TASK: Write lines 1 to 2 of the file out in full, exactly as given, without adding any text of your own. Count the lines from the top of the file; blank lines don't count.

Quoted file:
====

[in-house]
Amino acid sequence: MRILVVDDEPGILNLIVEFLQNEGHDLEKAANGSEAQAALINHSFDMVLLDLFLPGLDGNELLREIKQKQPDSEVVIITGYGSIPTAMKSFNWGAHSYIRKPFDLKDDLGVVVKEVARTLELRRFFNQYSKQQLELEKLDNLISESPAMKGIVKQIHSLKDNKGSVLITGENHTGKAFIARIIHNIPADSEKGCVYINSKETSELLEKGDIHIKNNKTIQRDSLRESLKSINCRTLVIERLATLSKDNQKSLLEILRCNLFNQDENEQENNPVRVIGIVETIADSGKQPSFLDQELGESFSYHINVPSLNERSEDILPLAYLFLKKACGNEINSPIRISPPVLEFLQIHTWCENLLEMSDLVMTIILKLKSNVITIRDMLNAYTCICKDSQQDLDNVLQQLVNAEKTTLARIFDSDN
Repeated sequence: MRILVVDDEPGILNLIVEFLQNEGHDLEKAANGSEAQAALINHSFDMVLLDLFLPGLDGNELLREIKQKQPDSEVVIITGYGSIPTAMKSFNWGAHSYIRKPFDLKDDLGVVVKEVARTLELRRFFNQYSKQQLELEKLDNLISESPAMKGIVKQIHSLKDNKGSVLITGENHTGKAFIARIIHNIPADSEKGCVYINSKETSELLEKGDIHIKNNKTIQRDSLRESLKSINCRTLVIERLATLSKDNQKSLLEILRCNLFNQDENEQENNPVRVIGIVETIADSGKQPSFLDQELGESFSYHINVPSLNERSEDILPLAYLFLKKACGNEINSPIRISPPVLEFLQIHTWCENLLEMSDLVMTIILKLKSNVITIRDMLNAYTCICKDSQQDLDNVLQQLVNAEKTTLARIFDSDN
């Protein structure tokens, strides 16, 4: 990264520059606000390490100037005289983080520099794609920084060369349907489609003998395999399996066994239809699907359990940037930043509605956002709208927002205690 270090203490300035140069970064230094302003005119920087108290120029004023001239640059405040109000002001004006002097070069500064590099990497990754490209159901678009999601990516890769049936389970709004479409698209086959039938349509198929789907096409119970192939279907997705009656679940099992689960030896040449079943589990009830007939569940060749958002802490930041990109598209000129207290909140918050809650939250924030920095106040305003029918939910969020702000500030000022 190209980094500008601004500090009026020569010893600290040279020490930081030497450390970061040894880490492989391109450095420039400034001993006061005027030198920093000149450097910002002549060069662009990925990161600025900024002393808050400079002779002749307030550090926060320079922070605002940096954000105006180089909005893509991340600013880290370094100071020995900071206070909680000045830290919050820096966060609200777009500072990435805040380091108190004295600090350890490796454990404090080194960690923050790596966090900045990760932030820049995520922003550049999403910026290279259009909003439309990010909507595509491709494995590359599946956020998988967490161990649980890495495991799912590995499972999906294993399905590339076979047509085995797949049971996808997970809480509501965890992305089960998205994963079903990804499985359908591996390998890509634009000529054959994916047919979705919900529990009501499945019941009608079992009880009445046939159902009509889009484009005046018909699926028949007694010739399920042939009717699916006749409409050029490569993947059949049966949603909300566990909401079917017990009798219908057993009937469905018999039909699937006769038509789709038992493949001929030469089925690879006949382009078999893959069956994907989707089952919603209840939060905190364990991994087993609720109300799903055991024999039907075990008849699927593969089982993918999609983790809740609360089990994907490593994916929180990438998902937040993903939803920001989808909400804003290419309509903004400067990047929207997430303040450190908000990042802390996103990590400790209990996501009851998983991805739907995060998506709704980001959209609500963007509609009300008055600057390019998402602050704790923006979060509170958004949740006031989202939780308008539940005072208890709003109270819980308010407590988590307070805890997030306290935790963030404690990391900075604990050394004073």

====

[in-house]
Amino acid sequence: MRILVVDDEPGILNLIVEFLQNEGHDLEKAANGSEAQAALINHSFDMVLLDLFLPGLDGNELLREIKQKQPDSEVVIITGYGSIPTAMKSFNWGAHSYIRKPFDLKDDLGVVVKEVARTLELRRFFNQYSKQQLELEKLDNLISESPAMKGIVKQIHSLKDNKGSVLITGENHTGKAFIARIIHNIPADSEKGCVYINSKETSELLEKGDIHIKNNKTIQRDSLRESLKSINCRTLVIERLATLSKDNQKSLLEILRCNLFNQDENEQENNPVRVIGIVETIADSGKQPSFLDQELGESFSYHINVPSLNERSEDILPLAYLFLKKACGNEINSPIRISPPVLEFLQIHTWCENLLEMSDLVMTIILKLKSNVITIRDMLNAYTCICKDSQQDLDNVLQQLVNAEKTTLARIFDSDN